Healthcare coverage on the upswing

Added September 16th, 2014 by Judy Putnam | Email This Entry Email This Entry
Judy Putnam

There is some good news out today in terms of health insurance.

The share of uninsured people in Michigan fell from 11.4% in 2012 to 11% in 2012, according to today’s Census Bureau release, with major additional improvements expected ahead due to the Affordable Care Act.

Still, more than 1 million in Michigan were without health insurance in 2013, according to the Census Bureau. That number is expected to decline dramatically as the Healthy Michigan Plan (Michigan’s Medicaid expansion), Marketplace enrollment and other provisions in the Affordable Care Act get counted in the numbers that will be released next fall.

One big driver of that will be the unexpectedly high number signing up for the Healthy Michigan Plan. In last than six months, starting April 1, nearly 386,000 uninsured adults were enrolled, well beyond the state’s year-long goal. In addition, nearly 273,000 have enrolled for health coverage through the federally facilitated Marketplace. And let’s not forget the popular Affordable Care Act provision that allowed parents to cover their adult children until age 26.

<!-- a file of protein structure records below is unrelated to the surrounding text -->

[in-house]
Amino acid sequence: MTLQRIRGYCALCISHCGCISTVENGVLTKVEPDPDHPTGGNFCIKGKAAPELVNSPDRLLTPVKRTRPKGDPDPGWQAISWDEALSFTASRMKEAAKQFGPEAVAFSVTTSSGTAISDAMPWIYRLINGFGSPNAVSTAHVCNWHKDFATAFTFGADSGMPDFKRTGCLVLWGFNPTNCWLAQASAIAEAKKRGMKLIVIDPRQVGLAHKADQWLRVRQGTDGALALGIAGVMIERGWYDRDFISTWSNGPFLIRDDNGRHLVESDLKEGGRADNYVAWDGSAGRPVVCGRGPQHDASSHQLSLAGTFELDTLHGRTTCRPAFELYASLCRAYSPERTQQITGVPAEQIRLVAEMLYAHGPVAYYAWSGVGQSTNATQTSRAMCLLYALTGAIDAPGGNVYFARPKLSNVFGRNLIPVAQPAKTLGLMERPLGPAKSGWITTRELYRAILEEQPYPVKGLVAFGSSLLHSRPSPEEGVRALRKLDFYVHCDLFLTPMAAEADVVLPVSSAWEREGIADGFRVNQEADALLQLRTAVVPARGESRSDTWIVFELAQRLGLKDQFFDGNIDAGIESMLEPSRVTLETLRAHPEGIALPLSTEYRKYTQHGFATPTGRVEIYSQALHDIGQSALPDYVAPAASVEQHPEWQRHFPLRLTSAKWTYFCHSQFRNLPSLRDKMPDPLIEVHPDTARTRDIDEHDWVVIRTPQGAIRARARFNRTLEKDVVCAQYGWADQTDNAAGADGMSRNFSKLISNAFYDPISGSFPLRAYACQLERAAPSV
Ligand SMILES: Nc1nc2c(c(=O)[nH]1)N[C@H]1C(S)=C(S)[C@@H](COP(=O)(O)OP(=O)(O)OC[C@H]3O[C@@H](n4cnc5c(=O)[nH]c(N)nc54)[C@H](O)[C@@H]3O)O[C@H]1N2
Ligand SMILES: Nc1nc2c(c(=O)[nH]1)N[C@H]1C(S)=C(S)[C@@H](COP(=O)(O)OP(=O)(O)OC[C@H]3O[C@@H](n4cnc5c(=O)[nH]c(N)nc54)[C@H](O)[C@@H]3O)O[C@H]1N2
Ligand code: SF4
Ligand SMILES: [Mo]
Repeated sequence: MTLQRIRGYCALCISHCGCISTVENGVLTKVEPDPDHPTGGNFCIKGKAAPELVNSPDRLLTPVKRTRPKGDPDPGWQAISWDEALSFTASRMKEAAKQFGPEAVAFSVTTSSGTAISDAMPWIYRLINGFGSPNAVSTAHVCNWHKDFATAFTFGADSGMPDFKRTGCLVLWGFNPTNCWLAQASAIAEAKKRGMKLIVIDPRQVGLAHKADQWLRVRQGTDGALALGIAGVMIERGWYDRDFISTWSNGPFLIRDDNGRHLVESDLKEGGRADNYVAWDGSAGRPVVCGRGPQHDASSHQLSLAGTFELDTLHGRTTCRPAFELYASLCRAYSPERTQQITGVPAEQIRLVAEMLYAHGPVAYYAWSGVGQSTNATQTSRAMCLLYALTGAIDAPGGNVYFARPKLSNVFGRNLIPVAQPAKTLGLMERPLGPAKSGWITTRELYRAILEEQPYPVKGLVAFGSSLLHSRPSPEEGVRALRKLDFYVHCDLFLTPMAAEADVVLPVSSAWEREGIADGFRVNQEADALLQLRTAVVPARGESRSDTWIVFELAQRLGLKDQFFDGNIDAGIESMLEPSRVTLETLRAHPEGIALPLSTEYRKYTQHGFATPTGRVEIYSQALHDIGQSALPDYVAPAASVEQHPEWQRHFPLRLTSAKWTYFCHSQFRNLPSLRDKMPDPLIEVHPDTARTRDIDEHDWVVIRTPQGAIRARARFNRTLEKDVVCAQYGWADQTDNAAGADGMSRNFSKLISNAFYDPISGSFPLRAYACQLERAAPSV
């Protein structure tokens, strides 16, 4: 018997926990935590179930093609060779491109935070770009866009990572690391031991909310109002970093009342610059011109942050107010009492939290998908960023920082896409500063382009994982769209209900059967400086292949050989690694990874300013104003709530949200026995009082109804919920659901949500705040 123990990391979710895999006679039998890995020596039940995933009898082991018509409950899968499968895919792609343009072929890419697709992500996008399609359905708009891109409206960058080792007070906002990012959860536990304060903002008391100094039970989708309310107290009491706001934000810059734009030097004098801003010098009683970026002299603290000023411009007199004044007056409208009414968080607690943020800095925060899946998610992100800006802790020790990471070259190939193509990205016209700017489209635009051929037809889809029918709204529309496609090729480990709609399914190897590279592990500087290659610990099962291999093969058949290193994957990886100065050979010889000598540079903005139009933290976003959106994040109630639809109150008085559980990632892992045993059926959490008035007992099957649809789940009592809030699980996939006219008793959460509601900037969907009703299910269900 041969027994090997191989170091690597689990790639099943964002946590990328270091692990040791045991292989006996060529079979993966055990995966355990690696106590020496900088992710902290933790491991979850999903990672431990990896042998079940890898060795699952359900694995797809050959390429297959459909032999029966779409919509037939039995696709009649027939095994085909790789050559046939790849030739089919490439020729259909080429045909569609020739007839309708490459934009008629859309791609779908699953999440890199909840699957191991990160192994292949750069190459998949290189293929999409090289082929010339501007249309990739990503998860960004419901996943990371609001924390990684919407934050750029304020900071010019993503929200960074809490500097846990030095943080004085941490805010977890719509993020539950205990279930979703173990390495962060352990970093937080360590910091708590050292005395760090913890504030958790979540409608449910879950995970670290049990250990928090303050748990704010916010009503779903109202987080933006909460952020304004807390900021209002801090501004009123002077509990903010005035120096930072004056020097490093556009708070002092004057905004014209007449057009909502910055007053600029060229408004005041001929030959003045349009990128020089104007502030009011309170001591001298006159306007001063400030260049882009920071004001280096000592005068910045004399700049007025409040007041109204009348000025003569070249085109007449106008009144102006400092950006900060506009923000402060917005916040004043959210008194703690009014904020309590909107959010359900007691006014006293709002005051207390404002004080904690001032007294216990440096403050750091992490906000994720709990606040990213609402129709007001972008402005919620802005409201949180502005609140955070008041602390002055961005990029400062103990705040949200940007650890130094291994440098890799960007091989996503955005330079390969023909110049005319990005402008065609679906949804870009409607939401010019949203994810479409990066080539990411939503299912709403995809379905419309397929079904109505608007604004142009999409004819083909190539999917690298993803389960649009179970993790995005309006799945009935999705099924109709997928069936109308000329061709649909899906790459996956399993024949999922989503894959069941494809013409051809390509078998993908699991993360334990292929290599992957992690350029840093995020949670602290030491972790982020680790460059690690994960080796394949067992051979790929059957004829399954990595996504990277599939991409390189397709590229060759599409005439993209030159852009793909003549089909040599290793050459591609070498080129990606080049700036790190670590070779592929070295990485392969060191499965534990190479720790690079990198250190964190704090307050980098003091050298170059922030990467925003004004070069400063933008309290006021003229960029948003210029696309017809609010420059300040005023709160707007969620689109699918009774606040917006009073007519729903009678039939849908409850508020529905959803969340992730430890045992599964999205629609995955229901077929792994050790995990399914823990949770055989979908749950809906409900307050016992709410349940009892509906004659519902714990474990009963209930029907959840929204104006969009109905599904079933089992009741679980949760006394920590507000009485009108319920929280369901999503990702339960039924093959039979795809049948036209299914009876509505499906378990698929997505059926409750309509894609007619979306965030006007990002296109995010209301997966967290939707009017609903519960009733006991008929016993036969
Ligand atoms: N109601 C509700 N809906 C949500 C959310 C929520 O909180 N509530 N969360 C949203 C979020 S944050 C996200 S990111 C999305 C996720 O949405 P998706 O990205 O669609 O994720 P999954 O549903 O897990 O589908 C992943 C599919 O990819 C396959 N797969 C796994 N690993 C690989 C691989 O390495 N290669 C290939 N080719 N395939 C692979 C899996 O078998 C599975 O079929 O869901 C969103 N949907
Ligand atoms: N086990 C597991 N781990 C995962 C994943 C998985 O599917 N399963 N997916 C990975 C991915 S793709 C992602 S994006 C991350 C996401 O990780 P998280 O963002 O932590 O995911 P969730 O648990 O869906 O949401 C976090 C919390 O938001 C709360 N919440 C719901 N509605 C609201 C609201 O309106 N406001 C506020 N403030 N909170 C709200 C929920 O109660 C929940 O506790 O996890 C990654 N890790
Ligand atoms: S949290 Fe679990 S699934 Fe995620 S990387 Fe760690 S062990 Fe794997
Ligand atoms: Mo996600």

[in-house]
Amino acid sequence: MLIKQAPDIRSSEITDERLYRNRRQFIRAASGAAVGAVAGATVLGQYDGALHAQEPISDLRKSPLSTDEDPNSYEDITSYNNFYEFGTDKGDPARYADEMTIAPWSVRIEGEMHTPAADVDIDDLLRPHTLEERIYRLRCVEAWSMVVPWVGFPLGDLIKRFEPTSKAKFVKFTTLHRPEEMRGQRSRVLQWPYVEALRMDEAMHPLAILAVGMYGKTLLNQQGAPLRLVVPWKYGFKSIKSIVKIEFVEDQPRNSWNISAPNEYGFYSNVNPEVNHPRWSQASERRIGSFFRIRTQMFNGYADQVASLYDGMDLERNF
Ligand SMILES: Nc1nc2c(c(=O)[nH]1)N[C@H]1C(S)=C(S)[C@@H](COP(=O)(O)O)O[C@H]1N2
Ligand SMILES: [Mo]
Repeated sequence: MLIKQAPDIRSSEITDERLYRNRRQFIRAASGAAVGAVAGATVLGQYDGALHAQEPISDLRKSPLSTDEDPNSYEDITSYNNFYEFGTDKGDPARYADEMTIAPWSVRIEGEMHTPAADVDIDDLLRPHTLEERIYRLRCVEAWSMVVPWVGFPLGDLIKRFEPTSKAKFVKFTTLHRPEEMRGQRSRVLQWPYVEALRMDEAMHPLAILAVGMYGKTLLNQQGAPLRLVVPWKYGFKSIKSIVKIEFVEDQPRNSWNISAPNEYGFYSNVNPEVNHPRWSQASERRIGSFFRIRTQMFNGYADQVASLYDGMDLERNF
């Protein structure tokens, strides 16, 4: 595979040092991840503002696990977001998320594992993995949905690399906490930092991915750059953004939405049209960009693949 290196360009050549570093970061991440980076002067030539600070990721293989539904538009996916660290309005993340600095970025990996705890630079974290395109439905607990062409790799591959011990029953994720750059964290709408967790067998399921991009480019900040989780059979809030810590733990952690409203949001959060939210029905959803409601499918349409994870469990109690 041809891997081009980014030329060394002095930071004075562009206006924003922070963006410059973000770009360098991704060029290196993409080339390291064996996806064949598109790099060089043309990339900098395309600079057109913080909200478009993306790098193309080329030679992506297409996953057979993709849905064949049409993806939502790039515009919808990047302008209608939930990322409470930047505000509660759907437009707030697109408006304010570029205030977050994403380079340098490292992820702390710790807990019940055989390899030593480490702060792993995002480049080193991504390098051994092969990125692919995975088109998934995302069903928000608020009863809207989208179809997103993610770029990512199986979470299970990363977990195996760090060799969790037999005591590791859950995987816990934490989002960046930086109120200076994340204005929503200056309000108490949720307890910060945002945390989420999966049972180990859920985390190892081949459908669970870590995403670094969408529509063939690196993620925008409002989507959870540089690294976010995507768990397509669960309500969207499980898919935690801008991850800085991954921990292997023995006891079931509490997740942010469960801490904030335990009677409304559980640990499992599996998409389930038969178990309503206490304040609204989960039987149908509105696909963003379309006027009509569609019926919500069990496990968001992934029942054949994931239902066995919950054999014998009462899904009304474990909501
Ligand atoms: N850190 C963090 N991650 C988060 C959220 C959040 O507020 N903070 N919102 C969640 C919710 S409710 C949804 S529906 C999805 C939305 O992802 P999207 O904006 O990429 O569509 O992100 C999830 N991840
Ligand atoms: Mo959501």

Two new studies are documenting the positive impacts already.

The Urban Institute’s Health Reform Monitoring Survey finds that states such as Michigan that have expanded Medicaid are making far greater progress in covering parents of children in low-income families than states that have not expanded Medicaid.

New data from the Centers for Disease Control and Prevention released today also indicates a 3.8 million drop across the country in the number without health coverage in 2014, a period not yet covered in today’s census release.

Last year, Gov. Snyder and the Michigan Legislature voted to expand Medicaid, one of 27 states that have now taken that step.

As the League President & CEO Gilda Z. Jacobs said in a news release today: “This is good not only for the people getting the coverage they need, it’s also good for our state’s businesses, communities, and economy.’’

— Judy Putnam

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